The U.S. Senate Committee on Health, Education, Labor and Pensions released a final report on Monday detailing its findings from a two-year investigation that its chairman, Sen. Tom Harkin (D-IA), has led of the for-profit higher education industry. The report is voluminous, and we are still digging through it. But for the moment, it’s important to acknowledge the report’s true significance: it puts thousands of pages of internal company documents into the permanent record, providing crucial evidence that fraud and abuse have run rampant throughout the sector, and especially at some of the country's largest for-profit college companies.
This is a major development, as it will make it extremely difficult for the industry and its Congressional champions to continue to deny that abuses have occurred at their schools that have caused – as Senator Harkin said at a press conference yesterday -- “lasting harm to the students they enroll.”
Over the last decade, both publicly-traded and private-equity owned for-profit higher education companies have come under scrutiny from federal and state regulators, and have faced numerous lawsuits by former employees, students, and shareholders over allegations that they engaged in misleading recruitment and admissions tactics to inflate their enrollment numbers. Many of these companies have been accused of routinely recruiting and enrolling unqualified student and sticking them with huge amounts of debt for training from which these individuals were unlikely to benefit.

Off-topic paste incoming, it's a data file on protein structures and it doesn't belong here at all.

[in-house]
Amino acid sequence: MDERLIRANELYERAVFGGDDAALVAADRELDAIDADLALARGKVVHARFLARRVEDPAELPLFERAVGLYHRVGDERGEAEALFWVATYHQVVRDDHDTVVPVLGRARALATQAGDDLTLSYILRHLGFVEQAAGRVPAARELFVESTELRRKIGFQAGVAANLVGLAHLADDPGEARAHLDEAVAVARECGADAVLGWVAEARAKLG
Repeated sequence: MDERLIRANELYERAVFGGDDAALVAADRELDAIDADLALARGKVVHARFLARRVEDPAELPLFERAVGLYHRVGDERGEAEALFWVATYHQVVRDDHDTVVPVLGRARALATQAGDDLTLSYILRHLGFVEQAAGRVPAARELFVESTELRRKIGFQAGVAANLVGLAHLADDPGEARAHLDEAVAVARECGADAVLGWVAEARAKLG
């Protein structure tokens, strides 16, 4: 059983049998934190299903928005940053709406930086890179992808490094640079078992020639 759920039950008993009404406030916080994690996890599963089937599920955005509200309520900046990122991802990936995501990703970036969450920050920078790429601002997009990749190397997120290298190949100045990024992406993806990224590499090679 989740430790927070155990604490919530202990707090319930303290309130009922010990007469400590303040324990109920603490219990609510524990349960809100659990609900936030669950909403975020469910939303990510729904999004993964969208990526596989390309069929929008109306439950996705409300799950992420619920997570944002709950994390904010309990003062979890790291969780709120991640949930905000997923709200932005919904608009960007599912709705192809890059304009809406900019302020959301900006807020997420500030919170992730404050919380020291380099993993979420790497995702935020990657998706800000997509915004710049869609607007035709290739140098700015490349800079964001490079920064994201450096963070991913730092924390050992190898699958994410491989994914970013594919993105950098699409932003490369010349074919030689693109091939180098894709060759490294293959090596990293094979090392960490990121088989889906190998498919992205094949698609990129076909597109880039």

Yet, time and again, these actions have ended in settlements, in which the companies agree to pay a fine but do not admit to any wrongdoing. What’s more, as part of the terms of these agreements, evidence of abuses that has been unearthed is put under seal, hidden permanently from public view. (For examples, see here, here, here, and here.)
As a result, the companies involved get off scot-free, no matter how airtight the cases are against them. Sure, they have to pay a fine, but this is a small price for these extremely lucrative corporations to pay to maintain their innocence.
The settlements have not only given cover to the individual companies but to the for-profit higher education sector as a whole. The fact that nobody has been found guilty of anything has allowed the industry, as well as its backers on Capitol Hill and Wall Street, to remain in denial about the extent of the abuses that have occurred and the damage that has been done. Instead, these settlements have, in recent years, made it many times easier for for-profit college leaders and lobbyists to portray themselves as innocent victims of a partisan witch hunt, as they have fought efforts by the Obama administration and Senate Democrats to rein in the industry’s very worst players and practices.
And that’s why the new Senate report is so important -- it puts into the official record mountains of evidence, drawn from internal company records, backing up its findings. Lawmakers can still willfully choose to ignore the evidence. But they can no longer say, with a straight face, that it doesn't exist.